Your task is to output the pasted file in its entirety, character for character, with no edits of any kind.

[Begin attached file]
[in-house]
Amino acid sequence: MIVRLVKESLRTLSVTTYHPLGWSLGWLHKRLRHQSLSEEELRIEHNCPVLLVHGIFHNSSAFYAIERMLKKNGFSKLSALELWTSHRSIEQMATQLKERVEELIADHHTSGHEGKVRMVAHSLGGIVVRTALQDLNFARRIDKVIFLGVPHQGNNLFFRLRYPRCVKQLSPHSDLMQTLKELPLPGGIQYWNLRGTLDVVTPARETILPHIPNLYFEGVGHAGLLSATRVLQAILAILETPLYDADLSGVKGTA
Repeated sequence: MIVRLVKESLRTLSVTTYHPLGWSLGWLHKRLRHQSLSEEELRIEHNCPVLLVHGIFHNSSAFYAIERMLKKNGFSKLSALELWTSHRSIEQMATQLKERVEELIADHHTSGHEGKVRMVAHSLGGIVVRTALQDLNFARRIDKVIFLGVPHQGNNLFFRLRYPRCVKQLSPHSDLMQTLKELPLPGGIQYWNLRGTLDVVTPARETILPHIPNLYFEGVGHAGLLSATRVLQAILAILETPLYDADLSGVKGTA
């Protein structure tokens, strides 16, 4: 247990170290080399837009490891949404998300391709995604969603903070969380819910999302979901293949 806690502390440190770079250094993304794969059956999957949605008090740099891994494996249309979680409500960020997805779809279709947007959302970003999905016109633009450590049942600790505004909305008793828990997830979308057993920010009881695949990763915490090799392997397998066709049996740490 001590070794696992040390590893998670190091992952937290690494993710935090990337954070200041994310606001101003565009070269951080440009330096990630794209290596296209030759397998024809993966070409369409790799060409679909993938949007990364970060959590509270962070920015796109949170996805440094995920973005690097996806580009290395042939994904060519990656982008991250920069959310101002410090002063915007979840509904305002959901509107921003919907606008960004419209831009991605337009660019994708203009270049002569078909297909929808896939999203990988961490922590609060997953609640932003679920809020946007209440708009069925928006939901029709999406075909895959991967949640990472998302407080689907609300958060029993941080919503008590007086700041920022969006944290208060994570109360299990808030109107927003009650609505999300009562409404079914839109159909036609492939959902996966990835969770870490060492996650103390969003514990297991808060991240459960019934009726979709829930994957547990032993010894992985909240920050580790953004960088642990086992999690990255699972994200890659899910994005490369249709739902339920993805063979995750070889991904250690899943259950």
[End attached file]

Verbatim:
[in-house]
Amino acid sequence: MIVRLVKESLRTLSVTTYHPLGWSLGWLHKRLRHQSLSEEELRIEHNCPVLLVHGIFHNSSAFYAIERMLKKNGFSKLSALELWTSHRSIEQMATQLKERVEELIADHHTSGHEGKVRMVAHSLGGIVVRTALQDLNFARRIDKVIFLGVPHQGNNLFFRLRYPRCVKQLSPHSDLMQTLKELPLPGGIQYWNLRGTLDVVTPARETILPHIPNLYFEGVGHAGLLSATRVLQAILAILETPLYDADLSGVKGTA
Repeated sequence: MIVRLVKESLRTLSVTTYHPLGWSLGWLHKRLRHQSLSEEELRIEHNCPVLLVHGIFHNSSAFYAIERMLKKNGFSKLSALELWTSHRSIEQMATQLKERVEELIADHHTSGHEGKVRMVAHSLGGIVVRTALQDLNFARRIDKVIFLGVPHQGNNLFFRLRYPRCVKQLSPHSDLMQTLKELPLPGGIQYWNLRGTLDVVTPARETILPHIPNLYFEGVGHAGLLSATRVLQAILAILETPLYDADLSGVKGTA
């Protein structure tokens, strides 16, 4: 247990170290080399837009490891949404998300391709995604969603903070969380819910999302979901293949 806690502390440190770079250094993304794969059956999957949605008090740099891994494996249309979680409500960020997805779809279709947007959302970003999905016109633009450590049942600790505004909305008793828990997830979308057993920010009881695949990763915490090799392997397998066709049996740490 001590070794696992040390590893998670190091992952937290690494993710935090990337954070200041994310606001101003565009070269951080440009330096990630794209290596296209030759397998024809993966070409369409790799060409679909993938949007990364970060959590509270962070920015796109949170996805440094995920973005690097996806580009290395042939994904060519990656982008991250920069959310101002410090002063915007979840509904305002959901509107921003919907606008960004419209831009991605337009660019994708203009270049002569078909297909929808896939999203990988961490922590609060997953609640932003679920809020946007209440708009069925928006939901029709999406075909895959991967949640990472998302407080689907609300958060029993941080919503008590007086700041920022969006944290208060994570109360299990808030109107927003009650609505999300009562409404079914839109159909036609492939959902996966990835969770870490060492996650103390969003514990297991808060991240459960019934009726979709829930994957547990032993010894992985909240920050580790953004960088642990086992999690990255699972994200890659899910994005490369249709739902339920993805063979995750070889991904250690899943259950």